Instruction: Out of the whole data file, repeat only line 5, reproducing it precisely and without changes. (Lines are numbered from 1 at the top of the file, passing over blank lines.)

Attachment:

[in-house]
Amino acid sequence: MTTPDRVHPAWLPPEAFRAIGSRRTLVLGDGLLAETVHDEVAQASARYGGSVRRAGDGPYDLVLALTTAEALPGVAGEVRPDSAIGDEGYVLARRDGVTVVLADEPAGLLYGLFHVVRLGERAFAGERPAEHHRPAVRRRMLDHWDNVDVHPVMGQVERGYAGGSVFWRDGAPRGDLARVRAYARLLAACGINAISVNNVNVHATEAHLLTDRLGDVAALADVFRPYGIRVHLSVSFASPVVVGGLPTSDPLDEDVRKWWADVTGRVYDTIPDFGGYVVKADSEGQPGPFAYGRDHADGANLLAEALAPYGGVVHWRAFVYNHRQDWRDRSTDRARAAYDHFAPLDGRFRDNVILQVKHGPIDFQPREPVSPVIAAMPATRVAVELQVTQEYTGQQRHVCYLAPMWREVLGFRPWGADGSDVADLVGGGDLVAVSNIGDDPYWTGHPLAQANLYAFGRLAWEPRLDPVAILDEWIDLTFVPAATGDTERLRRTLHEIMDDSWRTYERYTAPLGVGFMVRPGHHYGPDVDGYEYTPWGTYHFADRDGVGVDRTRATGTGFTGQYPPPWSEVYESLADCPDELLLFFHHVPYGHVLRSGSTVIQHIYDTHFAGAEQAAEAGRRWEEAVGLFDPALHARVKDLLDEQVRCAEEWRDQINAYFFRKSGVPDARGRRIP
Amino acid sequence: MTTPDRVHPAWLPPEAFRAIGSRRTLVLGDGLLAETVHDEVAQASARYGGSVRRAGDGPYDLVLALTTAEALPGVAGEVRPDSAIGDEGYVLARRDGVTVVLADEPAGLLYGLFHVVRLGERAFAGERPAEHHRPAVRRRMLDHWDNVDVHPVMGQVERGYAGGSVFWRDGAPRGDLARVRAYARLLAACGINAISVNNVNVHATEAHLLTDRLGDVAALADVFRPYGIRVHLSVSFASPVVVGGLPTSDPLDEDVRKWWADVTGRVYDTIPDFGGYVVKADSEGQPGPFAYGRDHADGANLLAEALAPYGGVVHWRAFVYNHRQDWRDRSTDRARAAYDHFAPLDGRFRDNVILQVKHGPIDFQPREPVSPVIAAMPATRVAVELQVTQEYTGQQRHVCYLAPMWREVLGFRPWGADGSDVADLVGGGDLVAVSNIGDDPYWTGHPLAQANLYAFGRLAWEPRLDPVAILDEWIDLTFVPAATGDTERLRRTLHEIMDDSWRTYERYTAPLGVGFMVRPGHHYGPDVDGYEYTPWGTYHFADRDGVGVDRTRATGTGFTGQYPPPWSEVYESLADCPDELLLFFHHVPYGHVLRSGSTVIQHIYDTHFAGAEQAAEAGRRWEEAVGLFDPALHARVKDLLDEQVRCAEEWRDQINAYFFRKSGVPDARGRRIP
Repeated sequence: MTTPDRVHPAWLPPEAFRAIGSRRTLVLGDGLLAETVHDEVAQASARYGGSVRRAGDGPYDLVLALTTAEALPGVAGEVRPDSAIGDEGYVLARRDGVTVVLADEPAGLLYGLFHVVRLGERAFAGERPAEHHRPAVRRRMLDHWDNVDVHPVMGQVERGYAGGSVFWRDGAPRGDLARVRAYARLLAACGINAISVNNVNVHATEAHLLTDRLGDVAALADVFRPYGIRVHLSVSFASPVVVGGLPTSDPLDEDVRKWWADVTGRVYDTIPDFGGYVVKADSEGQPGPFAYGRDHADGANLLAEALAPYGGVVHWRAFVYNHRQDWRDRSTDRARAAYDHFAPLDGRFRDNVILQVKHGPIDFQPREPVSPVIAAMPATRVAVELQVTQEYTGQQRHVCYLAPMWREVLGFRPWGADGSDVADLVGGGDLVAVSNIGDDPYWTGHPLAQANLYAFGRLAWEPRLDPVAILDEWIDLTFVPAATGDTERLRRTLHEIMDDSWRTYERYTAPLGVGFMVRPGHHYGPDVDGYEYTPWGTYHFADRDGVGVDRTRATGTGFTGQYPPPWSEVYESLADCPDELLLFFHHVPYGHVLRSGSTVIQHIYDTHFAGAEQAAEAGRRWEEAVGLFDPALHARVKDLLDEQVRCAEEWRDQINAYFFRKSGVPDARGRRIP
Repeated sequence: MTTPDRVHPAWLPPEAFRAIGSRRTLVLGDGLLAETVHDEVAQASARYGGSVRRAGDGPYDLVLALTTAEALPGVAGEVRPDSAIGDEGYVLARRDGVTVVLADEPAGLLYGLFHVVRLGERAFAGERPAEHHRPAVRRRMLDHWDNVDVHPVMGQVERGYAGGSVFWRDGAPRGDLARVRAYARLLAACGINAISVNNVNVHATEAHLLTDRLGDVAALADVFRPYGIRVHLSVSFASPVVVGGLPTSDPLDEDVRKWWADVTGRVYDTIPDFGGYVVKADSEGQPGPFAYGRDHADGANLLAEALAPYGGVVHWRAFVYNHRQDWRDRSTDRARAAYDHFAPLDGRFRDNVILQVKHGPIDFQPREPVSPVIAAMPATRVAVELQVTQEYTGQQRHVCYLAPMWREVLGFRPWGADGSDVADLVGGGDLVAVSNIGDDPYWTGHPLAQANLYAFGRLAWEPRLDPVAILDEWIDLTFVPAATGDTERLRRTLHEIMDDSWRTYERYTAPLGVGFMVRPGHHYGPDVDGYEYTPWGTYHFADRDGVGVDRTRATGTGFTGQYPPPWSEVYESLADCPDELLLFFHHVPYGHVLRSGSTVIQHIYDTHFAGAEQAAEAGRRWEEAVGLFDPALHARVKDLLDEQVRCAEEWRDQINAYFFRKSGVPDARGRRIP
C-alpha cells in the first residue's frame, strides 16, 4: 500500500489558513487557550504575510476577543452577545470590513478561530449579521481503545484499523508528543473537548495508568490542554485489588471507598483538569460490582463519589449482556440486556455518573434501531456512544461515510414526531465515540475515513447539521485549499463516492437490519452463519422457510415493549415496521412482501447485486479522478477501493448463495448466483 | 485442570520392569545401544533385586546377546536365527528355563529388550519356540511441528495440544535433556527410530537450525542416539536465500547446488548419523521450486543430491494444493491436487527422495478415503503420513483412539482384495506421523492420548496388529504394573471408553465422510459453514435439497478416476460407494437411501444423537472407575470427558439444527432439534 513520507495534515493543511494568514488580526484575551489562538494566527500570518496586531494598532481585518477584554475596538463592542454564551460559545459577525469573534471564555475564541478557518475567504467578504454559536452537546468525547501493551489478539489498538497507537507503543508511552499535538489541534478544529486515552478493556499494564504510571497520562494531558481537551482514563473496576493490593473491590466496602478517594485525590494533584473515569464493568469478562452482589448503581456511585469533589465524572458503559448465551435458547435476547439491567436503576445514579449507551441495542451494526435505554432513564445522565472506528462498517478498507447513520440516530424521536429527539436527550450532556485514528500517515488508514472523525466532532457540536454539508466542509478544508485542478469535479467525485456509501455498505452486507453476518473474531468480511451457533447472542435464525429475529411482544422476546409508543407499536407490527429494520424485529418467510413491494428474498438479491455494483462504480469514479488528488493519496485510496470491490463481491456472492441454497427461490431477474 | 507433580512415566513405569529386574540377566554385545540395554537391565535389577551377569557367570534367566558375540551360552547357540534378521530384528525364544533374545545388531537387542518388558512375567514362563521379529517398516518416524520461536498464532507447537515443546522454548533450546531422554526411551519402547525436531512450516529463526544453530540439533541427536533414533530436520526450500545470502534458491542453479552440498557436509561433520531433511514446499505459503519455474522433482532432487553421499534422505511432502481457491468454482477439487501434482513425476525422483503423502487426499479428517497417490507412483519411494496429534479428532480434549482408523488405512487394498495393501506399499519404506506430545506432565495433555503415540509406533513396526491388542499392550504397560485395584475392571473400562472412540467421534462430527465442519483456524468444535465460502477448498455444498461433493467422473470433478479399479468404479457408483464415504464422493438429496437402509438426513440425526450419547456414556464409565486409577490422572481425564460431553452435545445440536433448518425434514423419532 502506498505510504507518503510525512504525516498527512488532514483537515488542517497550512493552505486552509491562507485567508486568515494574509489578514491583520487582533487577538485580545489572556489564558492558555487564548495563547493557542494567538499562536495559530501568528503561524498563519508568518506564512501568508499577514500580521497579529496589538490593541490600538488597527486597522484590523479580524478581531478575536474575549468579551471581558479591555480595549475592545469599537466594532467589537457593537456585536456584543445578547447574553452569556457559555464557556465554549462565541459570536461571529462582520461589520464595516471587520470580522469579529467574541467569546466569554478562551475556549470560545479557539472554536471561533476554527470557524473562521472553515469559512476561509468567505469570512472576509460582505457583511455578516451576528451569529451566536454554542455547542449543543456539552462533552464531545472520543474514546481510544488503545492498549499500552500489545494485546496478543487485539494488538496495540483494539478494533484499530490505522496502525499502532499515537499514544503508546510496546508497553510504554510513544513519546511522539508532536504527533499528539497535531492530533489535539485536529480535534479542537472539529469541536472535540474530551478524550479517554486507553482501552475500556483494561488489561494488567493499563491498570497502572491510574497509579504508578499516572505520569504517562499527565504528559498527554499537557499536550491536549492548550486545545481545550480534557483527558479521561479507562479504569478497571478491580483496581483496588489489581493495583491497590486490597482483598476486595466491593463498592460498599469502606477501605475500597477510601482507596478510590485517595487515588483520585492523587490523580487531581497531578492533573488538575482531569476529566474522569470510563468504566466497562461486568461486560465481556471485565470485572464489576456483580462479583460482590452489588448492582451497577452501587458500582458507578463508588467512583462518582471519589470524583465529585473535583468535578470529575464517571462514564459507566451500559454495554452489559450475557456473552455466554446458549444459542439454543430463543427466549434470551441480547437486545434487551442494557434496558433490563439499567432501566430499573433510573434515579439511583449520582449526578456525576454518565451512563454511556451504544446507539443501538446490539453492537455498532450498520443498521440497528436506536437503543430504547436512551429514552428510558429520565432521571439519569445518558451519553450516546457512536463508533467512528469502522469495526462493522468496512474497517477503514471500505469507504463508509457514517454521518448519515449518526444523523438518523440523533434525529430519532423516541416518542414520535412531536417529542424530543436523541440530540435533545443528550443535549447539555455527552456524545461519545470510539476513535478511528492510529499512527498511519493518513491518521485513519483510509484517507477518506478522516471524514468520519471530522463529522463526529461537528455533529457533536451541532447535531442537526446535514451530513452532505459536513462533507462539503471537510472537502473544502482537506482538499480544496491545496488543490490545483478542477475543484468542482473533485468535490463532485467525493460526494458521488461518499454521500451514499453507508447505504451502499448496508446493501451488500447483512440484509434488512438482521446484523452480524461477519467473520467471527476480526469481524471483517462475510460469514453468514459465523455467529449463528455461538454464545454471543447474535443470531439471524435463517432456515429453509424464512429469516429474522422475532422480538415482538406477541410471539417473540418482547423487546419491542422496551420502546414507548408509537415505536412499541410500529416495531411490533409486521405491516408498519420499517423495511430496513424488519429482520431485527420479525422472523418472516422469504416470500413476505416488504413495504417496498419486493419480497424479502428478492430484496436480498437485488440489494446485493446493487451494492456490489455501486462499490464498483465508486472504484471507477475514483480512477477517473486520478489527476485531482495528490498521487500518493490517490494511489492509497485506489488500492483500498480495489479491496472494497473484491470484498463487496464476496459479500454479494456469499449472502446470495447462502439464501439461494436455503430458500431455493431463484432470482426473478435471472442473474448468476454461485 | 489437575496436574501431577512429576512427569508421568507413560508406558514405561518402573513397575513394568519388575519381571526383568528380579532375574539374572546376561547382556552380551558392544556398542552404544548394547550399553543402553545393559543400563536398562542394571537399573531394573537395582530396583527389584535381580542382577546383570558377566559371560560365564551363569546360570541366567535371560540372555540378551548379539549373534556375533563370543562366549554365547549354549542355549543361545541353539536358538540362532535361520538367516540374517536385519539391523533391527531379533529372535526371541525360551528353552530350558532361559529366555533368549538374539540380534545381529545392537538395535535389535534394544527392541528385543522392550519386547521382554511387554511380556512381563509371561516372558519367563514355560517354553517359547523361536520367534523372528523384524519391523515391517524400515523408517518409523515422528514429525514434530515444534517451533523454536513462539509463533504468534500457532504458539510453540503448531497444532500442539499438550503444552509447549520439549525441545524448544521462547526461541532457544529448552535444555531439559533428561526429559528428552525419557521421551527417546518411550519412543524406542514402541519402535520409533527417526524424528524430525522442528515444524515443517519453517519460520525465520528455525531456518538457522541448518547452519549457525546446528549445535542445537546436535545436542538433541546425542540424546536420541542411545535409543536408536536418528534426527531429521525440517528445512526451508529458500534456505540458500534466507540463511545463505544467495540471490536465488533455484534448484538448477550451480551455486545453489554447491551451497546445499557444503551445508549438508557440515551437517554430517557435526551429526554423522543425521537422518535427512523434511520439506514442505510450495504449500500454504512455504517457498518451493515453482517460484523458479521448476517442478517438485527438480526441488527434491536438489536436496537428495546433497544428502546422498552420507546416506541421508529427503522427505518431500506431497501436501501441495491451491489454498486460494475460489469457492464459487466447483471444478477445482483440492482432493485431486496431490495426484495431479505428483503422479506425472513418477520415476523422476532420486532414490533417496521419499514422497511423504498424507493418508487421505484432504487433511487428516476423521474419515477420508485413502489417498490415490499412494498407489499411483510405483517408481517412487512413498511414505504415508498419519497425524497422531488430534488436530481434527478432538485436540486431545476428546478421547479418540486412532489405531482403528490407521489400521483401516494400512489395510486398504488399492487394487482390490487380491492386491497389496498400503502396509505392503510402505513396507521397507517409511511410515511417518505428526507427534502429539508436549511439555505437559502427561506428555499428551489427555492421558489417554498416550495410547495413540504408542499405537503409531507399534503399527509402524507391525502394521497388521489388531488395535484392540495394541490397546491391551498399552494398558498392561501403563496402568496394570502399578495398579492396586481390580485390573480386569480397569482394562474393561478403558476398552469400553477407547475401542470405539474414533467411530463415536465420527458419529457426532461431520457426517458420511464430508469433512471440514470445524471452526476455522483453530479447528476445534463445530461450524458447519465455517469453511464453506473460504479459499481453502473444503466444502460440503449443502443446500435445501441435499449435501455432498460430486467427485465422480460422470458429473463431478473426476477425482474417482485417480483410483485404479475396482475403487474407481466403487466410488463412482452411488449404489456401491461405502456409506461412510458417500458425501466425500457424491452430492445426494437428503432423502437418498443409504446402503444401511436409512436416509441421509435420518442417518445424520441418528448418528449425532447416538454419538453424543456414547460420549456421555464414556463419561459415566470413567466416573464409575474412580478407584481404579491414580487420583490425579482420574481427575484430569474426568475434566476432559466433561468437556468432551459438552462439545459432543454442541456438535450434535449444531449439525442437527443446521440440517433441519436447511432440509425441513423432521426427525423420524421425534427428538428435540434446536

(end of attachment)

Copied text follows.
Repeated sequence: MTTPDRVHPAWLPPEAFRAIGSRRTLVLGDGLLAETVHDEVAQASARYGGSVRRAGDGPYDLVLALTTAEALPGVAGEVRPDSAIGDEGYVLARRDGVTVVLADEPAGLLYGLFHVVRLGERAFAGERPAEHHRPAVRRRMLDHWDNVDVHPVMGQVERGYAGGSVFWRDGAPRGDLARVRAYARLLAACGINAISVNNVNVHATEAHLLTDRLGDVAALADVFRPYGIRVHLSVSFASPVVVGGLPTSDPLDEDVRKWWADVTGRVYDTIPDFGGYVVKADSEGQPGPFAYGRDHADGANLLAEALAPYGGVVHWRAFVYNHRQDWRDRSTDRARAAYDHFAPLDGRFRDNVILQVKHGPIDFQPREPVSPVIAAMPATRVAVELQVTQEYTGQQRHVCYLAPMWREVLGFRPWGADGSDVADLVGGGDLVAVSNIGDDPYWTGHPLAQANLYAFGRLAWEPRLDPVAILDEWIDLTFVPAATGDTERLRRTLHEIMDDSWRTYERYTAPLGVGFMVRPGHHYGPDVDGYEYTPWGTYHFADRDGVGVDRTRATGTGFTGQYPPPWSEVYESLADCPDELLLFFHHVPYGHVLRSGSTVIQHIYDTHFAGAEQAAEAGRRWEEAVGLFDPALHARVKDLLDEQVRCAEEWRDQINAYFFRKSGVPDARGRRIP